Editor’s note: This is the third piece in a new Streets.mn series about exploring the Twin Cities and its suburbs – and smaller communities in Minnesota – through the lens of Little Free Library book boxes. See prior installments here.
When I moved to the Rondo neighborhood in St. Paul in December of 2020, I knew very little about the history of the neighborhood. As a white woman and a transplant from northeast Wisconsin, it didn’t take long to pick up on clues in the area. At the corner of Dale Street and St. Anthony Avenue, for example, a sign is on the fence out front of Rondo’s only remaining original business, Tiger Jack’s Shack, describing just a small piece of that history.
As I got settled in my new home, I met my neighbors, explored the area, and conducted some research on the neighborhood. I uncovered the story of Rondo’s destruction for the construction of Interstate 94 and the many attempts to, if not physically, culturally reconnect the divided neighborhood and restore the community to its vibrance.
Despite the destruction, Rondo remains a lively community with so much to offer. As the program coordinator at Little Free Library, I work closely with our volunteer stewards, the individuals and organizations who install, stock and maintain the book-sharing boxes you’ve likely seen here in the Twin Cities and beyond. With over 150,000 Little Free Libraries globally, I see them (without looking very hard) everywhere I go, and Rondo is no exception.
Depending on who you ask, Rondo’s boundaries are University Avenue to the north, Selby Avenue to the south, Rice Street to the east and Lexington Parkway to the west. The divide of I-94 is broached by three pedestrian bridges, at Chatsworth, Grotto and Mackubin Streets. Even so, the neighborhood feels noticeably disconnected, and a visit to the Little Free Libraries south of the highway would be easier for me by bike. Using the Little Free Library mobile app, I created a route of those libraries to check out another time. For now, I just wanted to chat with some neighbors.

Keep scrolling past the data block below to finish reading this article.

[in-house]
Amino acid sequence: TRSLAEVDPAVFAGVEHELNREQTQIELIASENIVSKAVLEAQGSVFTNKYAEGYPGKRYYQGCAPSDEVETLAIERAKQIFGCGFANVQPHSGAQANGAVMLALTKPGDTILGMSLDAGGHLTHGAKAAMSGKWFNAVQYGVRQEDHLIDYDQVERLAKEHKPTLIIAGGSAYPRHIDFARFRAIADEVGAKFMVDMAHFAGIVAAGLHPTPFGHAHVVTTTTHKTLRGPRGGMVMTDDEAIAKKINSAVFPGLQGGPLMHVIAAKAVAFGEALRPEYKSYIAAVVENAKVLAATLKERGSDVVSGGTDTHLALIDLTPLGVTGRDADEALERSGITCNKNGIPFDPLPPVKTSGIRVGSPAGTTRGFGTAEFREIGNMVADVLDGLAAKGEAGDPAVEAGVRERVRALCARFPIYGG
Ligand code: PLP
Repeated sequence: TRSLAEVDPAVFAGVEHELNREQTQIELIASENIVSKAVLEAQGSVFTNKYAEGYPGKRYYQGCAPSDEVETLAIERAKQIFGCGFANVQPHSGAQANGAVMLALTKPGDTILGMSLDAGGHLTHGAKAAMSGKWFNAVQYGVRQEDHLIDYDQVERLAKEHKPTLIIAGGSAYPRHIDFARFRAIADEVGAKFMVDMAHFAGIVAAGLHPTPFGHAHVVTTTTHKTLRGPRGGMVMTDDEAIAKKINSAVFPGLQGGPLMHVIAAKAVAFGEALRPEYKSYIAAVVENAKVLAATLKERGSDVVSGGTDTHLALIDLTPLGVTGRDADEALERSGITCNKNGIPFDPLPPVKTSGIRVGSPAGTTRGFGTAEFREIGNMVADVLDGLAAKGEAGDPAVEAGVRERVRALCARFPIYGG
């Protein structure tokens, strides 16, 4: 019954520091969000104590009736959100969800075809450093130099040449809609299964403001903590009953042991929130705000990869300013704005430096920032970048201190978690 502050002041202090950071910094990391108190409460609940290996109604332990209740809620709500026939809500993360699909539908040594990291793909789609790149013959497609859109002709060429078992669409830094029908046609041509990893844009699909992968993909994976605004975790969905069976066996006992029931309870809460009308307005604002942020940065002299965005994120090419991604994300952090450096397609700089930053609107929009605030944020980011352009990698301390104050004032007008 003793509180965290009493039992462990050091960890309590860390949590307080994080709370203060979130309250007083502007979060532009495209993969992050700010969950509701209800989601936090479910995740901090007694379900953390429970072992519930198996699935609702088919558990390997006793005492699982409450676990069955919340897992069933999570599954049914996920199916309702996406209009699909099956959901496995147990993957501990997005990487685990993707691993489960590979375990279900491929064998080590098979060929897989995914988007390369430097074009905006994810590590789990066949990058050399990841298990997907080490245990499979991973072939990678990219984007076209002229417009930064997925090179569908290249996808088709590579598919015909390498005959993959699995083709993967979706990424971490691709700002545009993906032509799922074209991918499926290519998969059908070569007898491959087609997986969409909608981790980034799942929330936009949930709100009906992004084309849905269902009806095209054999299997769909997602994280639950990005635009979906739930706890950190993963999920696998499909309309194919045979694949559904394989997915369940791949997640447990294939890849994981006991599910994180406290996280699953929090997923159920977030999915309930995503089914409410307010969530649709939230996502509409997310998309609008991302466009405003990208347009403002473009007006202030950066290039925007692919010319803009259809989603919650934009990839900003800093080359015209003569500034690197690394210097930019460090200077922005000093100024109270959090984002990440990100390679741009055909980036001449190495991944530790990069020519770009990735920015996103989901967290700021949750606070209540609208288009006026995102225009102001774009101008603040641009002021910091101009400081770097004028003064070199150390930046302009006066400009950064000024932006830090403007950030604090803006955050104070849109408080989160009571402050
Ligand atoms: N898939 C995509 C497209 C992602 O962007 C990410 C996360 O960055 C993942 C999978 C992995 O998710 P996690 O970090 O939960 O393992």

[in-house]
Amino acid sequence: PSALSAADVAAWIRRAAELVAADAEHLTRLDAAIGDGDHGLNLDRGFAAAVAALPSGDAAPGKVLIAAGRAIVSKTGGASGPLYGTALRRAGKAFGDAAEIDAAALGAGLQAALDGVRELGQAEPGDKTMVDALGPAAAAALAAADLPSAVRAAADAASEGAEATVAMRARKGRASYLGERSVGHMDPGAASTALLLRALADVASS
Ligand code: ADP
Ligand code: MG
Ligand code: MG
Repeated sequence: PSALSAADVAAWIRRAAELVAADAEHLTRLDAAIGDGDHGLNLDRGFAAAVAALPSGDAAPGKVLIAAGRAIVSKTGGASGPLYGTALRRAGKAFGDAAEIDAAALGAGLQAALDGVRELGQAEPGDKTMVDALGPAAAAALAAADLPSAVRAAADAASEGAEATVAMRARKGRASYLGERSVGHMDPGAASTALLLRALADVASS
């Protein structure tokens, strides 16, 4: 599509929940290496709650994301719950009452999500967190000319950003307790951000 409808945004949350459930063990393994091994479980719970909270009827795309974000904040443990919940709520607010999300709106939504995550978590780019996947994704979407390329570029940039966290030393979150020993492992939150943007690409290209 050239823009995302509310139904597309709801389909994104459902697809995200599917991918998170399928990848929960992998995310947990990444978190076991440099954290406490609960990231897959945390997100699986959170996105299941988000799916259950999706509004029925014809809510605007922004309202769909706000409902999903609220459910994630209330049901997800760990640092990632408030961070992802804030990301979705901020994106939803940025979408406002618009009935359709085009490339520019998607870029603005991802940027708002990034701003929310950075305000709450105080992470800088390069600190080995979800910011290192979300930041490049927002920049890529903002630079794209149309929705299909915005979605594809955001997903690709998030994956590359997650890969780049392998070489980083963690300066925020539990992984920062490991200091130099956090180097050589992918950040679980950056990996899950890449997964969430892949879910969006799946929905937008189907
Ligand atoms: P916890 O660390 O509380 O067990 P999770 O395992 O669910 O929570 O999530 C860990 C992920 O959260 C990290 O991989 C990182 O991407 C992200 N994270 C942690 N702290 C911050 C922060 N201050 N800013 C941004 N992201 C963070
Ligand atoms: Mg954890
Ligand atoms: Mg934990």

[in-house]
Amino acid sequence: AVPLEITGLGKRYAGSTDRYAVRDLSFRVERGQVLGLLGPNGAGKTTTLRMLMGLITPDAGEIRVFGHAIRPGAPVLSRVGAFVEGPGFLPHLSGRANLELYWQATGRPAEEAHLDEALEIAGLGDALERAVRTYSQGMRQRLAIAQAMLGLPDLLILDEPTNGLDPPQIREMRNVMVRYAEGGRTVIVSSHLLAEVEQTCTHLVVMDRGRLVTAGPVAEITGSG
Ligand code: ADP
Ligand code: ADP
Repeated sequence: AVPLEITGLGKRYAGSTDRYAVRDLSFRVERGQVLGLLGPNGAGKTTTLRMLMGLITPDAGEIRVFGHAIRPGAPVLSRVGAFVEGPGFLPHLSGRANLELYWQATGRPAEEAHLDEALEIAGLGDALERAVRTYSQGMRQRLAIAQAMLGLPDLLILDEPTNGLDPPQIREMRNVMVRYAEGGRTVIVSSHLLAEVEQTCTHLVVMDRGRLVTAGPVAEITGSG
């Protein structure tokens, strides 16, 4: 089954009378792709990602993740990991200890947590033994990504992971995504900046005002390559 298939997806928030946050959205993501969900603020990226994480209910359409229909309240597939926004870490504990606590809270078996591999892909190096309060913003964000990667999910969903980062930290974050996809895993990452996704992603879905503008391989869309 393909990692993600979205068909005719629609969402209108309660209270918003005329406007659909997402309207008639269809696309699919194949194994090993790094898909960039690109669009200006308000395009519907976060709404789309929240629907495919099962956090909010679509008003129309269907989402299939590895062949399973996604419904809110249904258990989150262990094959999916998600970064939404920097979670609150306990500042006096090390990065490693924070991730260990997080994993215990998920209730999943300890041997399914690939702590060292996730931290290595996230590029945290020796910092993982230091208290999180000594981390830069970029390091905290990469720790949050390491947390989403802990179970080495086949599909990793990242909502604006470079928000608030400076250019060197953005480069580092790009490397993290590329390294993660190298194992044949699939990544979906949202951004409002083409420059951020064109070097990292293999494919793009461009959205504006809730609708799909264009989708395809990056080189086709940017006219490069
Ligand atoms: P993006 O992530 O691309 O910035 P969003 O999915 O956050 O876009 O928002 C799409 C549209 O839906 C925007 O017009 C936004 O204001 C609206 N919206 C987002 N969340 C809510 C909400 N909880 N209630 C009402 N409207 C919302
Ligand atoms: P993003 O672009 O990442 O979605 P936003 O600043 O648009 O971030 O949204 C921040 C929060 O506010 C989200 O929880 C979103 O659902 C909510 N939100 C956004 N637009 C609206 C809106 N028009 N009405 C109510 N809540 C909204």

On Selby, however you reach the southern boundary of Rondo, you can find Golden Thyme Coffee and Cafe, where owners Stephanie and Mychael Wright have been serving coffee, food and a community gathering space for over 20 years. At the corner of the building, Little Free Library #122461 is accompanied by a community pantry that includes offerings from a neighbor’s vegetable garden.
Next door to Golden Thyme is In Black Ink, “a publishing arts initiative that provides opportunities for communities that have been disenfranchised historically, and continue to be presently.” I sat down with executive director Rekhet Si-Asar to learn more about In Black Ink and its role in the neighborhood. Not only does the organization publish emerging authors from St. Paul and Greater Minnesota, it provides mentorship, resources and training for contributors to gain skills in the full process, from storytelling to publication. When I asked Rekhet about the decision for In Black Ink to be headquartered in Rondo, she talked about the importance of the past: “The Rondo neighborhood is important as a historical, as well as a present-day, movement to really heal communities of people of color [that have been divided].” Safeguarding the history and sense of community here, educating new generations and honoring neighborhood elders are at the core of In Black Ink’s approach to storytelling.
When the Wrights invited Rekhet to establish an office in their space on Selby, it was a no-brainer to bring books to this gathering space and “build that sense that a community has spaces where people feel connected.” The feeling of mutual care, love and respect is palpable in Rekhet’s words and presence, and the display of books in her office exudes pride. We chatted about some ideas for the Little Free Library, said our goodbyes, and I picked up a delicious iced coffee from the cafe on my way out. With Rekhet’s insights, I was ready to start my walking tour more informed.
In my little corner of the neighborhood, north of I-94, I thought the best way to conduct my tour of Little Free Libraries would be with my dog Petunia’s walking route. With a tote bag full of books on my shoulder – the better to uphold the Little Free Library “take a book, share a book” mantra – we set out on our walk.